Critics of Medicaid expansion have voiced out several reasons why states should not expand the program. Aside from concerns that it will burden the state budgets, they question Medicaid’s effectiveness in providing quality care.
Now there are solid facts to support the case for Medicaid expansion.
A recent study found that in states that expanded Medicaid under the Affordable Care Act, insurance coverage increased for low-income adults. The study, published by the Annals of Internal Medicine, also found better healthcare usage and diagnosis rates for chronic diseases.
Researchers at the University of Michigan and the University of California-Los Angeles analyzed data from the National Health Interview Survey between 2010 and 2014. They compared the changes in outcomes among adults (ages 19 to 64, with family incomes 138 percent below the federal poverty level) in the 26 states that expanded Medicaid in 2014 with outcomes for adults in states that did not enact Medicaid expansion.
Among other factors, the researchers looked into coverage improvements compared to the previous year, doctor visits, hospitalizations and emergency department visits.
Here are some of the study’s key findings:
• In states that expanded Medicaid, insurance coverage increased 7.4 percent and Medicaid coverage increased 10.5 percent compared to non-expansion states.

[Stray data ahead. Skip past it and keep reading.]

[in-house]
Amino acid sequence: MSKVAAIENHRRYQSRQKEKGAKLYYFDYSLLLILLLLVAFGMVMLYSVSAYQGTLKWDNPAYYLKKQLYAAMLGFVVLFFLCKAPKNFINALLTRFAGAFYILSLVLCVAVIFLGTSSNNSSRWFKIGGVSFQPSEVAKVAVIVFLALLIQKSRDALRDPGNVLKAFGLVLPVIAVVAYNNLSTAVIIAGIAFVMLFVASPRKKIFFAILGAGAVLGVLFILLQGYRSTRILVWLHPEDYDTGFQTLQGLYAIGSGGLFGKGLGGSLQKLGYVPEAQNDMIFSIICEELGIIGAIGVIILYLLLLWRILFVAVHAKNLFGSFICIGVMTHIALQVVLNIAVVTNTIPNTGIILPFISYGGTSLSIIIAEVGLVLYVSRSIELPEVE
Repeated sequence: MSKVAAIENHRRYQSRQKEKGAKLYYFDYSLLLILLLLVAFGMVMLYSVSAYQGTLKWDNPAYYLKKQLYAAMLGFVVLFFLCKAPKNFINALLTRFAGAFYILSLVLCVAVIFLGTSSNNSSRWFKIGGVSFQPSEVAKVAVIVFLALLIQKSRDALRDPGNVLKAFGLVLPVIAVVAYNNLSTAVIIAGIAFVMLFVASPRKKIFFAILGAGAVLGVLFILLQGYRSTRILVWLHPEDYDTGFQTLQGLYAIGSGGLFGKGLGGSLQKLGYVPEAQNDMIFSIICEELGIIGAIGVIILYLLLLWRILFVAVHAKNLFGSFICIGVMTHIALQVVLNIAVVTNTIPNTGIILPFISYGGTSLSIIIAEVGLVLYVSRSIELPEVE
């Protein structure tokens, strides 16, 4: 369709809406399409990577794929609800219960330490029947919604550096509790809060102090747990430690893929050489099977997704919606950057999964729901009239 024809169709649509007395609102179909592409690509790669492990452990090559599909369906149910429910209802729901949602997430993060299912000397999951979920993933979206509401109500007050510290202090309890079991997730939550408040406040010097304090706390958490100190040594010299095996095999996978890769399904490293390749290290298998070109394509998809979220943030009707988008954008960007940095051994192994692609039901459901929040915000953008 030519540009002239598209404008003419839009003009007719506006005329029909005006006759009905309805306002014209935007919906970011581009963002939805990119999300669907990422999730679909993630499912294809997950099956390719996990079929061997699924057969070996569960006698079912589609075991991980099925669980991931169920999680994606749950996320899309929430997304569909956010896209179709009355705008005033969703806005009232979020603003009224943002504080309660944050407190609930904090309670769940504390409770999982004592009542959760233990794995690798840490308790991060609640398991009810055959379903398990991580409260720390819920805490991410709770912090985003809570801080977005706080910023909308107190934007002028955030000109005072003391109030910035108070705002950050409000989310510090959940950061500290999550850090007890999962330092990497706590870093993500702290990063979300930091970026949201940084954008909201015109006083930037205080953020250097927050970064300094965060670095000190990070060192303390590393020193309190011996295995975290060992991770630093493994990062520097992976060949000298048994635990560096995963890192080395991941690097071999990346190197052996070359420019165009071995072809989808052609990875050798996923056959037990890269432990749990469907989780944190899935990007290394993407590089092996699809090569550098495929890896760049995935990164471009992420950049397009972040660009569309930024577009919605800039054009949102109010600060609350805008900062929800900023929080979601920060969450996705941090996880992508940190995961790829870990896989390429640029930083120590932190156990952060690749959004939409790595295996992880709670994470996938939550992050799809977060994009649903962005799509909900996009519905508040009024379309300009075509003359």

• States that expanded Medicaid saw an increase in adults reporting an overnight hospital stay (2.4 percent), or visit to a physician (6.6 percent) in 2014, compared to non-expansion states.
• In states the expanded Medicaid, the rate of diabetes diagnoses increased (5.2 percent) as well as cholesterol diagnoses (5.7 percent).
It’s important to note that there were limitations to this study. Researchers only looked at the experiences of low-income adults during the first year of enactment of Medicaid expansion. They were not able to definitively rule out other factors unrelated to Medicaid expansion that may have influenced the results.
Although the study showed low-income adults were more likely to go to a physician or hospital, it was not able to determine improvement in the adults’ health because of the limited available data.
The researchers, however, have no doubt that greater use of health services could pay off in the future. They pointed out in the study that increased detection of chronic health conditions under Medicaid expansion could have important implications for both population health and national spending on health care “if it leads to improved management and control of these conditions." Since states began Medical expansion in 2014, Medicaid enrollment has gone up to more than 70 million people.
Monitoring these trends over time will be critically important for Medicaid managed care professionals as they prepare to adapt to changes, particularly when it comes to the people now gaining Medicaid coverage. Under the Affordable Care Act, states are now using Medicaid managed care plans to cover beneficiaries in rural areas, those with complex and chronic conditions, and many new enrollees. It will be interesting to see in the coming months how access to providers will be affected - as enrollment goes up and the number of uninsured people go down.
About the author:
Rene Macapinlac is the Director of Operations at ManagedCareBiz, an online resource for managed care professionals who need to stay up-to-date on industry news, analysis and commentary.